A 2005 study sponsored by Boston University School of Medicine found that low estrogen levels, especially prevalent during menopause, can cause excessive skin dryness. In addition, scientists have long known of the connection between adrenal hormones and sebaceous gland function. (3) A 2016 report published in the Journal of Investigative Dermatology found that the activation of adrenal androgens could be linked to “early sebaceous gland maturations in late childhood” and acne development. (4) 

Reflect: Do you experience changes in your skin during times of hormonal change, such as during your menstrual period or, if you are older, during menopause or when you have a hot flash? 

Emotional Stress. Random dryness, oiliness, and breakouts can also happen because of too much cortisol and adrenaline in the body caused by emotional stress. A 2008 German meta-analysis found an interesting connection between the function of the sebaceous glands in the skin and the health of the hypothalamus–pituitary–adrenal-like axis in the endocrine system. (5) In addition, a 2003 Stanford University study found a concrete link between heightened periods of stress and acne outbreaks. A link between the two is the fact that cells which produce sebum also have cellular receptors for stress hormones. (6) 

Reflect: Can you recall a stressful time when the characteristics of your combination skin were heightened or when you broke out in acne? 

What You Can Do 

It may seem like the extreme imbalances that occur in your combination skin have no rhyme or reason. However, the reality is that there is a pattern to what is going on. Once you understand and discover this pattern, you can begin to focus on helping your skin and your whole body regain balance and resilience. Here are just a few tips to help do just that:  

#1 Practice Stress-Lowering Techniques

Practicing stress-lowering tools such as light exercise, deep breathing, and meditation/prayer every day (even when you are not stressed) can help you react with more calm when stressful events do occur and prevent reactions on your skin, such as acne breakouts, as well. According to recent research, these kinds of techniques can directly affect cortisol levels. This, in turn, can lower inflammation, promote quality sleep, improve gut and brain health, and drastically improve the look, feel, and functionality of your skin. (7)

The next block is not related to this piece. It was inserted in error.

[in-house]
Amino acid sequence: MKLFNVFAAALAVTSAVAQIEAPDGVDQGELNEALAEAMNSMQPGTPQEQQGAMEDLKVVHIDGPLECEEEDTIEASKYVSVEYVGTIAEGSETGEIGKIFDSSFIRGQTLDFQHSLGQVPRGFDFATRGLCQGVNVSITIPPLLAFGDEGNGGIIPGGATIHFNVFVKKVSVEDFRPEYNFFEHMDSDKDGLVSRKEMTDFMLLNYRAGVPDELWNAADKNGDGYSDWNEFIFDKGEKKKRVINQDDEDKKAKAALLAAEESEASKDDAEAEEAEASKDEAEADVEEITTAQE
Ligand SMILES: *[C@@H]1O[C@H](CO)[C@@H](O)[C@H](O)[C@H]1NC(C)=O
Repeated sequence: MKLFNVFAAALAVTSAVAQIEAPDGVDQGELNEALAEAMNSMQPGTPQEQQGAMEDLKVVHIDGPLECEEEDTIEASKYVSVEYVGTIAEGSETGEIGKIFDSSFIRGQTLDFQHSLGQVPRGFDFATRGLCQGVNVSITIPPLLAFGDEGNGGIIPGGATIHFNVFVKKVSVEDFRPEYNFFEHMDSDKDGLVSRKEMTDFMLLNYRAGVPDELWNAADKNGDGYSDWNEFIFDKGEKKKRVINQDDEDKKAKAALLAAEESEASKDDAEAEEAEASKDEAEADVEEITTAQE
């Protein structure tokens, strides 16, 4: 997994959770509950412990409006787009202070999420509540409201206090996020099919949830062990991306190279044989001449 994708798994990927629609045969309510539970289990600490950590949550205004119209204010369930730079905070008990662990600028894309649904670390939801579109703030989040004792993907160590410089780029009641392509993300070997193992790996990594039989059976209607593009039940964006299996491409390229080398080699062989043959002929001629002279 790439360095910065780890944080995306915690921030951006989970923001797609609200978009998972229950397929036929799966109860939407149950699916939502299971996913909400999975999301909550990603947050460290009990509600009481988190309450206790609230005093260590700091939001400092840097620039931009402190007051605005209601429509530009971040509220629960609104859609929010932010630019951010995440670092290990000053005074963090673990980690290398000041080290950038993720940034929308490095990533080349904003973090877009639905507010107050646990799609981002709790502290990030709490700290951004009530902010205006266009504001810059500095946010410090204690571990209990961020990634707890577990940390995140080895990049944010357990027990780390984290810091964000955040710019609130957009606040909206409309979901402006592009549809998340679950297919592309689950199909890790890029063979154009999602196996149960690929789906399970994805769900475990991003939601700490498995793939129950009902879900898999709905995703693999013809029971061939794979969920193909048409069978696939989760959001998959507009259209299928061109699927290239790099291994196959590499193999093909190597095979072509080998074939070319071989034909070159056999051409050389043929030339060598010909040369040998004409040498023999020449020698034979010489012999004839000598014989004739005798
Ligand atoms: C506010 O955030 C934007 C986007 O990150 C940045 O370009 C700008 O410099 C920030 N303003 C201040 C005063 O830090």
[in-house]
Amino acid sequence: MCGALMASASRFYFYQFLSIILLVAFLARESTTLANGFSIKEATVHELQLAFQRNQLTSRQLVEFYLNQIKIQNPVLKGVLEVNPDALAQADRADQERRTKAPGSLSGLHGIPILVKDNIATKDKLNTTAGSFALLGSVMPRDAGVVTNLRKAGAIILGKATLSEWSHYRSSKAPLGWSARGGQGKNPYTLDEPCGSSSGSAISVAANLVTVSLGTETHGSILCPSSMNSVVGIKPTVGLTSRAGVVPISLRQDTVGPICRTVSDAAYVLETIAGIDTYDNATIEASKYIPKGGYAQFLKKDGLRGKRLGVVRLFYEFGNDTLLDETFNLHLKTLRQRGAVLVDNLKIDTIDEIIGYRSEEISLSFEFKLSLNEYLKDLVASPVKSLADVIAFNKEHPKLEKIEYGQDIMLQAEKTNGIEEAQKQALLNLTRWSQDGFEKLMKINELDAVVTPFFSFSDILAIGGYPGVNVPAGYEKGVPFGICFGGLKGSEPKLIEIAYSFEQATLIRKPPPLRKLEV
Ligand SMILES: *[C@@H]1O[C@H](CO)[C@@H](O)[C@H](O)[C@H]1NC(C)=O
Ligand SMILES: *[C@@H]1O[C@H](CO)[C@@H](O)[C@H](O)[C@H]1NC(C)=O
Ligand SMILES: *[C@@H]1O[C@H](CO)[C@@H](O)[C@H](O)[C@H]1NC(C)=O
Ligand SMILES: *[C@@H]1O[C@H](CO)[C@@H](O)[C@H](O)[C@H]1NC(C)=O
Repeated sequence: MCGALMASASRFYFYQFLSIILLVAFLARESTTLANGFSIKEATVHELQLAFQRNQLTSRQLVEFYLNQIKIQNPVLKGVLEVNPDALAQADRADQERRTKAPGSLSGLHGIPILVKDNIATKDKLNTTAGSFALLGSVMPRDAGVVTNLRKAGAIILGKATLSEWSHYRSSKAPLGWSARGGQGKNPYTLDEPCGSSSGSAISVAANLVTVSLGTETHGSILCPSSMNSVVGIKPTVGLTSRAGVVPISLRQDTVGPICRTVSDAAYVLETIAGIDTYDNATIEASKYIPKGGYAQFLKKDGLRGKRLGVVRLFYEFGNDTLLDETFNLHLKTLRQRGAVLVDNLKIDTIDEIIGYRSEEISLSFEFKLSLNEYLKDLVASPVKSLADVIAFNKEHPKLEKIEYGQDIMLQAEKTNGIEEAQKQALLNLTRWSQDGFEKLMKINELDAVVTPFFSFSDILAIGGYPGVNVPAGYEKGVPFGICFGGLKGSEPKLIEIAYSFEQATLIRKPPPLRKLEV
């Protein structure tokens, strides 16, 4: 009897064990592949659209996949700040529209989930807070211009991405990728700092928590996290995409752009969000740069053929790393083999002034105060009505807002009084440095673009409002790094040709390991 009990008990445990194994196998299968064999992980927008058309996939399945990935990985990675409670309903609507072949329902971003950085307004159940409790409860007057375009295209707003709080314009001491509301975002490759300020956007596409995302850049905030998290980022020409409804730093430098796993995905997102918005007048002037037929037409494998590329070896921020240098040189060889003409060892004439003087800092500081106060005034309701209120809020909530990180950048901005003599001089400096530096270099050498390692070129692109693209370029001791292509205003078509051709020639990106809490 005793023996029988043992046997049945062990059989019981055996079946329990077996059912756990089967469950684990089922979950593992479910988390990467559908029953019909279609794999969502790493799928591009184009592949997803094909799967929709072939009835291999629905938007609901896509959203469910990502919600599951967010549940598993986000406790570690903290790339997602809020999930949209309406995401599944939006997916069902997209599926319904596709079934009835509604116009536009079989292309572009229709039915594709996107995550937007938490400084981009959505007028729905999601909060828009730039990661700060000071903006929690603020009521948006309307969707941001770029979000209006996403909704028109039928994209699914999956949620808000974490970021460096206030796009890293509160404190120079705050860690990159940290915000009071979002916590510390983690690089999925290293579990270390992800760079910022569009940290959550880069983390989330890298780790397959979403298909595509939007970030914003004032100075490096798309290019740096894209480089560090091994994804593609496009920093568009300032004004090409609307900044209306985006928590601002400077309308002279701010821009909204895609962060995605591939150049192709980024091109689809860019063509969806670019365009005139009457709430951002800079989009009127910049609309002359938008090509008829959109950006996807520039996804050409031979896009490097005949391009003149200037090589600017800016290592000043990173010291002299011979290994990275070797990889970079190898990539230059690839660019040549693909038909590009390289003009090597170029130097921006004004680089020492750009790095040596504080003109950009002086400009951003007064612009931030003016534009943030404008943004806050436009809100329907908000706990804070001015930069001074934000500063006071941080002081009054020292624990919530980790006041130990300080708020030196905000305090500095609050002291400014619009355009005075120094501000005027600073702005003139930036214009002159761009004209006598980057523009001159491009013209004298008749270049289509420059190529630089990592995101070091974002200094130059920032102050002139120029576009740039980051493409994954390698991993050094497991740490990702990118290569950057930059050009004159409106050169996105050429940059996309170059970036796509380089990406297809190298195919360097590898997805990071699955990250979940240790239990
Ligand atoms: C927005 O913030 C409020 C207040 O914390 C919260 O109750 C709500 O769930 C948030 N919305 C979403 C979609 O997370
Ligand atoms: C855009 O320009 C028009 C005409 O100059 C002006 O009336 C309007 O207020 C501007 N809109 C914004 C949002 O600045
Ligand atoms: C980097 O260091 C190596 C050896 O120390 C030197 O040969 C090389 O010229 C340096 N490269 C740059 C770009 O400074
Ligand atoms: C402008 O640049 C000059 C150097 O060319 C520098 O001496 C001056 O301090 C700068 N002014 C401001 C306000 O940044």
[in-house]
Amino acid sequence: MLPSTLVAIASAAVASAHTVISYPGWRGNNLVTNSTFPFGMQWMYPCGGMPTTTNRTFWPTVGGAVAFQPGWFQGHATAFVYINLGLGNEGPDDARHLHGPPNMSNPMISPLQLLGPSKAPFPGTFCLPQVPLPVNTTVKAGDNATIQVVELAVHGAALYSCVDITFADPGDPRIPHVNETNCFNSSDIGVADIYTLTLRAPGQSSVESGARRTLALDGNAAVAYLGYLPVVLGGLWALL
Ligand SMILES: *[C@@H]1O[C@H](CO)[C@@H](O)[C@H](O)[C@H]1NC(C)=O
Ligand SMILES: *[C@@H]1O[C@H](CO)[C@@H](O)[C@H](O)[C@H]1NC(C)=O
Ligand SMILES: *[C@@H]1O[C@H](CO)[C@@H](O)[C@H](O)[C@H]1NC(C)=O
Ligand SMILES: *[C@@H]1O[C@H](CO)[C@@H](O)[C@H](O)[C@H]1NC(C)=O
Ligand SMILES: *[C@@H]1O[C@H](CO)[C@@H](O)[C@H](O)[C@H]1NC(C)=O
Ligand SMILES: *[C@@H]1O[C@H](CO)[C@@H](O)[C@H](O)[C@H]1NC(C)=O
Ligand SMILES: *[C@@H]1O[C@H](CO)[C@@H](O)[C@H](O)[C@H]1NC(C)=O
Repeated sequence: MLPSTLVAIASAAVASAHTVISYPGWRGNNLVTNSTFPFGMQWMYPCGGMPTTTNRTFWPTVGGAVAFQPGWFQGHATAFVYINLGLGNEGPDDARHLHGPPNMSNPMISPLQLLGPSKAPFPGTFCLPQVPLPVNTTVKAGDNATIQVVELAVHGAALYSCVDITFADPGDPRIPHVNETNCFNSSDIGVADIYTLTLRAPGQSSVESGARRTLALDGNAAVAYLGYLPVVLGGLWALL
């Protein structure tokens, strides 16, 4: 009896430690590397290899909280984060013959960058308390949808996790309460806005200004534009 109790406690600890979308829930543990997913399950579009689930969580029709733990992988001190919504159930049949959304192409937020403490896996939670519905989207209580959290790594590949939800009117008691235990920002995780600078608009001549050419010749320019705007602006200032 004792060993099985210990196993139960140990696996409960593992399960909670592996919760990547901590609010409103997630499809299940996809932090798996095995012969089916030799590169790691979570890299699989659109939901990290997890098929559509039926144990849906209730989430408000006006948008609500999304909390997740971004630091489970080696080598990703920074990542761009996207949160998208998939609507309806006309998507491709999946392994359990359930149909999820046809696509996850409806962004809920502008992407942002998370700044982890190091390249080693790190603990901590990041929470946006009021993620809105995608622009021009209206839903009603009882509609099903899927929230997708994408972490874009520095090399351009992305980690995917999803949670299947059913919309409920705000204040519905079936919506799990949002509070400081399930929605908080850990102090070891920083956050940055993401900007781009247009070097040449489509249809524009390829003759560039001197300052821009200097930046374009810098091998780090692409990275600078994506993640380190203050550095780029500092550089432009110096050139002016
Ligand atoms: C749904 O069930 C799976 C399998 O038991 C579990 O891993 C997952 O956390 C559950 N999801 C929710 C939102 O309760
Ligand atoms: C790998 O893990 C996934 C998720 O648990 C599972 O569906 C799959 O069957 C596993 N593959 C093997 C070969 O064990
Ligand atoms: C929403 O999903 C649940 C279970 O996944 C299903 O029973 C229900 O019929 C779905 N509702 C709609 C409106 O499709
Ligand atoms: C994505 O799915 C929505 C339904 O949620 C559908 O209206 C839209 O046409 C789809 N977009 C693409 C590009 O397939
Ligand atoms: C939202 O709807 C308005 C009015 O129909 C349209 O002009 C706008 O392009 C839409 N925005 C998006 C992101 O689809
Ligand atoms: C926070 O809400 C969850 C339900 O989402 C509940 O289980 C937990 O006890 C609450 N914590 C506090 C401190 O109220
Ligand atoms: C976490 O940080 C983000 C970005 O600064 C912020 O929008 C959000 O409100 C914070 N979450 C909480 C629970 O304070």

#2 Focus on Rebalancing Hormones 

Taking measures to balance hormones every day can help during those times, such as during menstruation or menopause, when hormonal levels commonly become out of balance. To know where you stand with your hormones, first consider getting some key tests done, such as an E3 test (which will check the three main types of estrogen, not just estradiol), a hormonal precursors test, an iodine loading test, a CRP-1 test, and a vitamin D test. 

Also, remove toxins from your diet and immediate environment. These could include heavy metals found in tap water, dental fillings, and some food packaging, xenoestrogens found in plastics, sundry products, and chemical cleaners, and halides like bromide, chlorine, and fluoride found in water, new products, and many common commercial foods such as bread. 

#3 Use Plants and Herbs to Naturally Soothe and Rebalance 

While there is so much you can do to help your skin from the inside, what you put on its surface can make a huge difference as well! Stay away from all those harsh chemicals that can be found in commercial skin cleansers, toners, and astringents. Instead, help your skin to heal on its own terms through the use of gentle yet powerful organic, non-GMO, plant-based products. This is where CHARLíS Luxury Skincare and the new CHARLíS Body Collection can really help! 

The best overall T Zone rebalancer is the CHARLíS Daily Facial Cleanser. This amazing product contains both aloe vera and oat beta glucan to soothe and seal in moisture for dry areas. It also contains organic grapefruit peel oil, which is a natural astringent and skin tightener, and Canadian Willowherb, a gentle yet powerful antioxidant with anti-inflammatory properties known for helping with acne.